Smithtown Central School District returned bumpily to in-person Board of Education meetings this week with heated exchanges between school board candidates and district trustees.
The public portion of a two-hour meeting Tuesday night began one hour in with questions from Stacy Murphy, a school board candidate who led rallies starting last summer for a return to 5-day, in-person schooling for all students. District officials, citing pandemic concerns, did not make that shift until this spring.
"Parents had to take the reins and relentlessly hold this district accountable to provide a 5-day option … and relentlessly monitor every decision because we lost the trust you would do this for us," said Murphy, a guidance counselor for Amityville schools whose children attend school in Smithtown.
"Every decision I made was in the safety of kids, the staff and the community," answered one trustee, Jeremy Thode. "People in this community lost their lives because of COVID … I never wanted to be responsible for having one kid or family die because we’re letting more kids in, because we didn’t know all the stuff that was out there."
District officials moved cautiously in the face of a stubbornly high infection rate and at times changing guidance from federal health officials. But as a consensus grew among experts and the Centers for Disease Control and Prevention that schools could open safely, some parents grew frustrated as Smithtown lagged neighboring districts that moved more swiftly to reopen. Murphy and others said the district’s hybrid model for older students — alternating remote and in-person learning to make social distancing easier in schools — had been largely a failure because of technical problems and difficulties inherent in remote learning.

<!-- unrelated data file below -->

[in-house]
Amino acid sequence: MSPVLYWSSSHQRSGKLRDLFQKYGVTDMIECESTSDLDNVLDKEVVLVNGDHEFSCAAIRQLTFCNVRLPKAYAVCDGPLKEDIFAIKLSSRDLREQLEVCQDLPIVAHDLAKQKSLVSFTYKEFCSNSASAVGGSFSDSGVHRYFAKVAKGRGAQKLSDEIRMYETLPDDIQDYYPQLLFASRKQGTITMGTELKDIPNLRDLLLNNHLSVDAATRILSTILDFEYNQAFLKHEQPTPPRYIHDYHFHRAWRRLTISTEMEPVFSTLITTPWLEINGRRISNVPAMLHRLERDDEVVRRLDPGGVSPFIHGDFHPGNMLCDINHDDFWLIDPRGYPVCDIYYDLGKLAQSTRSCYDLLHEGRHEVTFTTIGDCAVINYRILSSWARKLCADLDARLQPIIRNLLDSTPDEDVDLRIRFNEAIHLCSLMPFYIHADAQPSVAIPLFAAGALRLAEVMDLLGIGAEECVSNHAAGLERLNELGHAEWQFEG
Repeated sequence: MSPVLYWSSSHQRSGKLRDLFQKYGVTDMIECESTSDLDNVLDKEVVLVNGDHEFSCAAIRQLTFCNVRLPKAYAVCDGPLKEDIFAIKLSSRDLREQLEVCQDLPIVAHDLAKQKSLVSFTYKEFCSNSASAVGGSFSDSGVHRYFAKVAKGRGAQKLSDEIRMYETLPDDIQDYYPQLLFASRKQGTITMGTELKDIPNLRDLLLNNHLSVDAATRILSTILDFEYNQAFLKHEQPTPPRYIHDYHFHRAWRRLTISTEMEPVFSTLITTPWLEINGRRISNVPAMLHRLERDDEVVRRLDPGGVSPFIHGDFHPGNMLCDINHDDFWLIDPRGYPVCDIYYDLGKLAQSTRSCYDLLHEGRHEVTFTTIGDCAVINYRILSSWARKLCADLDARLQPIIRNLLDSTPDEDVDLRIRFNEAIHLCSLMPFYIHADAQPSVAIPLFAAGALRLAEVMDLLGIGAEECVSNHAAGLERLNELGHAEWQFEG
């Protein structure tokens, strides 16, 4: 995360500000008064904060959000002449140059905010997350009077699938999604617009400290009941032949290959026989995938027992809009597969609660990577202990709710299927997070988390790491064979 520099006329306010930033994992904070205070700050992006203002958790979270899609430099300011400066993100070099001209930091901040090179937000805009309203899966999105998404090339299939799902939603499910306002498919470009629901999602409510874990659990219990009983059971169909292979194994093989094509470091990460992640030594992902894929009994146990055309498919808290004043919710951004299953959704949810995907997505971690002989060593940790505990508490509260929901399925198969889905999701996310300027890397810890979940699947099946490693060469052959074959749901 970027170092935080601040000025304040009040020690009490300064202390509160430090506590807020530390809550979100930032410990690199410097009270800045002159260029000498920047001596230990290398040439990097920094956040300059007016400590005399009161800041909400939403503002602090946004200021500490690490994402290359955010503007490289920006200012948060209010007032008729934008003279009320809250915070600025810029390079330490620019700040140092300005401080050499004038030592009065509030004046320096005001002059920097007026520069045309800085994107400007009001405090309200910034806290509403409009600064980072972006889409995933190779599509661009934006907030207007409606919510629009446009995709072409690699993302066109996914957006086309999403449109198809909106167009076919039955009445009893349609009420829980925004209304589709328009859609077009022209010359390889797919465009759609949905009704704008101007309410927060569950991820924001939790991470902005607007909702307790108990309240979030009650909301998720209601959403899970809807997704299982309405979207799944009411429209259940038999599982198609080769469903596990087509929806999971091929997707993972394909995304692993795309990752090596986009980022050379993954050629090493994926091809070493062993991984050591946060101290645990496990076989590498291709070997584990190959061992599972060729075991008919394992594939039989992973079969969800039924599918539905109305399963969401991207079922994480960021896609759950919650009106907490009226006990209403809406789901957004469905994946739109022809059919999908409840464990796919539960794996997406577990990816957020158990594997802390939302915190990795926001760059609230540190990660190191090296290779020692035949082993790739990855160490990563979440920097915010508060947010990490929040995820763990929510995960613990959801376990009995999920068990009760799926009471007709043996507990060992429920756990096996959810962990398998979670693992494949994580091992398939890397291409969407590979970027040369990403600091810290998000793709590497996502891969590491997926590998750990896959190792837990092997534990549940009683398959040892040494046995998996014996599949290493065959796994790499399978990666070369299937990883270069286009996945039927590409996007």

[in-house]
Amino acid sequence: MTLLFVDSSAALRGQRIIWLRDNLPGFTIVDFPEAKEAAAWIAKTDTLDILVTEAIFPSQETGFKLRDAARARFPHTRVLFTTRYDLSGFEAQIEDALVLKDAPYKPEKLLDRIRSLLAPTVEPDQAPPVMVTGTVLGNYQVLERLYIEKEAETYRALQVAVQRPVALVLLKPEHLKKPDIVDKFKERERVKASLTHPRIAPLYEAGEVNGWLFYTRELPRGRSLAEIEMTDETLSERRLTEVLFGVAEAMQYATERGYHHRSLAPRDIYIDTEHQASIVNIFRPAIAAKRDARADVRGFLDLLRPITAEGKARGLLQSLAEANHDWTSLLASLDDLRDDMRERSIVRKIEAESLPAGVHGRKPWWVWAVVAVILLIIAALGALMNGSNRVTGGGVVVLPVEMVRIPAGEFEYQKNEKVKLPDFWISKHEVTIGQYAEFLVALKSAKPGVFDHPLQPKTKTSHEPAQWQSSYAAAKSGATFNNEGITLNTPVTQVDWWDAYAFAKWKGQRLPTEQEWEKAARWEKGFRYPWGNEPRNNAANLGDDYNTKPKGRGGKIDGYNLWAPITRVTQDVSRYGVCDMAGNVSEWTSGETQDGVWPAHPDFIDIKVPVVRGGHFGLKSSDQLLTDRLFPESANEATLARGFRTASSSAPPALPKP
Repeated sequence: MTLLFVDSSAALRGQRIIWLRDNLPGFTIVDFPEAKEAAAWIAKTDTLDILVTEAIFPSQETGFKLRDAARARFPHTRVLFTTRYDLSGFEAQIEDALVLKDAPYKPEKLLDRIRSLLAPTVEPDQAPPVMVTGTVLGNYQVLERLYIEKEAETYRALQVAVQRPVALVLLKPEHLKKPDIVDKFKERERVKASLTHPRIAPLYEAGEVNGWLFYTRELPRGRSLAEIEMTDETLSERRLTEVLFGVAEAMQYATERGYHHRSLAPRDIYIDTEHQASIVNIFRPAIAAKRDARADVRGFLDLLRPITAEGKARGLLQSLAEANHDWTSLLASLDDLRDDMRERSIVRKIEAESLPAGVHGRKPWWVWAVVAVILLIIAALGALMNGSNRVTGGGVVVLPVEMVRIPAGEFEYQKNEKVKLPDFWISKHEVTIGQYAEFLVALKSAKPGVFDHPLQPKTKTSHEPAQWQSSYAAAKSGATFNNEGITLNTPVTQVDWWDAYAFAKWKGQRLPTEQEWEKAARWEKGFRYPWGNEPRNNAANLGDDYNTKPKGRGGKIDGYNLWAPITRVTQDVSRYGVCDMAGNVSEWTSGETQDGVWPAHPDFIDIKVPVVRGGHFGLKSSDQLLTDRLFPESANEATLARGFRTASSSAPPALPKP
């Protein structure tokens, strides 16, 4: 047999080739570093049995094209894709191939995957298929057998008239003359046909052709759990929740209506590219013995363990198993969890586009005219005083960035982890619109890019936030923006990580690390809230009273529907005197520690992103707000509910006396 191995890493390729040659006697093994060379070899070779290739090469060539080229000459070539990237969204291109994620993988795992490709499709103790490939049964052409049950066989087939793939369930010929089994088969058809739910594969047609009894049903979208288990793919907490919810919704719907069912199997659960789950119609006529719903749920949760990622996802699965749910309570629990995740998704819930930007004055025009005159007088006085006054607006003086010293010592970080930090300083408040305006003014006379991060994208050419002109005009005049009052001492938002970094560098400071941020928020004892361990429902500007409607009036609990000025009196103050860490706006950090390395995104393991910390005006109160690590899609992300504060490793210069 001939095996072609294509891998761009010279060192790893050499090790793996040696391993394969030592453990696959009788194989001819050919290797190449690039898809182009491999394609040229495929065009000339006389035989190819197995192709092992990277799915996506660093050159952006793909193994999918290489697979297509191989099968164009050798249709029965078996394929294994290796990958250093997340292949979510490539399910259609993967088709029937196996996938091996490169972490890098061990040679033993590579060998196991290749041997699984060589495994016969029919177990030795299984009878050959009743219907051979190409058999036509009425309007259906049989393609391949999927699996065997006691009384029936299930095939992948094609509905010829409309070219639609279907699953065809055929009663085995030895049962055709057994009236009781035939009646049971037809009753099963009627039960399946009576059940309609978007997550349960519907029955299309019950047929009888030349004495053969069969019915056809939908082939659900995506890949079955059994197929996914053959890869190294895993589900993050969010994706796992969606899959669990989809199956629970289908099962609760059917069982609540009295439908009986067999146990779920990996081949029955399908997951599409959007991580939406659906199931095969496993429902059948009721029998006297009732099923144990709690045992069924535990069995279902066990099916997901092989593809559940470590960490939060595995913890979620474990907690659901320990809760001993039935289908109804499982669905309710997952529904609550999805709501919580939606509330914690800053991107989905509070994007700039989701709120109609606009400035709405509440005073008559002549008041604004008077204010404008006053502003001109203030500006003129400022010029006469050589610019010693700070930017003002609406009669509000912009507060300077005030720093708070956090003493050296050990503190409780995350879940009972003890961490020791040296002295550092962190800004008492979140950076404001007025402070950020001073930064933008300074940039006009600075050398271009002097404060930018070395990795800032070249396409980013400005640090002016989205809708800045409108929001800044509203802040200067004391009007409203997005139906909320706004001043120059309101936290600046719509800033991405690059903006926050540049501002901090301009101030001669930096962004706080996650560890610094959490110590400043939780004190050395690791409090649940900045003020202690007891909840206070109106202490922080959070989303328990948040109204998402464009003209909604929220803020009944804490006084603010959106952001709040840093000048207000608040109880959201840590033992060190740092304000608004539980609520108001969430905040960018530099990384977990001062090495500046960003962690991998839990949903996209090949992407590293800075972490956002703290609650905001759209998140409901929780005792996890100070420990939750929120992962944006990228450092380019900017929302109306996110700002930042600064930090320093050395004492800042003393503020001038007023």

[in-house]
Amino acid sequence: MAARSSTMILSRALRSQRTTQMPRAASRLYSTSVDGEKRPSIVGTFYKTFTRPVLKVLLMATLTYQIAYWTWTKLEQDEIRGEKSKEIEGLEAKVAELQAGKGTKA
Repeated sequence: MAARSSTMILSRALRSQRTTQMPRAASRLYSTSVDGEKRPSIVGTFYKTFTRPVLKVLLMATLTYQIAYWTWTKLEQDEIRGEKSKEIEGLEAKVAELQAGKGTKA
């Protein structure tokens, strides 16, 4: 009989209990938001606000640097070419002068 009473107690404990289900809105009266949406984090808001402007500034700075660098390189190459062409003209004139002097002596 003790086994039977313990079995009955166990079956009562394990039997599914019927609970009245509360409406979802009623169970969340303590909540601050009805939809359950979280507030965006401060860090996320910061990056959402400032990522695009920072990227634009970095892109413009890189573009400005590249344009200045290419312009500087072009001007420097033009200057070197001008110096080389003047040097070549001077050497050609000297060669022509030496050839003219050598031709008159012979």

Murphy complicated that picture with comments Tuesday that alluded to "groups of people in power and control that want certain things to be done" with "priorities and agendas going ahead of our kids." When an apparently puzzled board member asked for clarification, she named those groups: teachers unions.
Smithtown Teachers’ Association officers did not respond to a request for comment. STA is a member of the New York State United Teachers union, which said in a release earlier this year that in-person learning is best but urged caution about a return, saying that the decision should be made school-by-school and district-by-district.
Following Murphy, Karen Wontrobski-Ricciardi, also a school board candidate, opened her remarks by announcing that she was not bound by New York State mask laws because of her asthma and lung damage. Board president Matthew Gribbin said she would nevertheless be required to comply with the district’s mask policy.
She asked the board to consider a 0% increase on the property taxes that make up the district’s largest source of funding.
While possible, administrators said, such a move would likely require dipping into reserves, cutting programs and ending an ongoing effort to reduce class sizes. She closed her remarks by promising to send the district’s attorney a copy of the state mask regulations.
Murphy and Wontrobski-Ricciardi are running on a slate for school board this spring with John Savoretti. Terms for Thode, Mandi Kowalik and Charles Rollins are expiring and all are seeking reelection, a district representative said.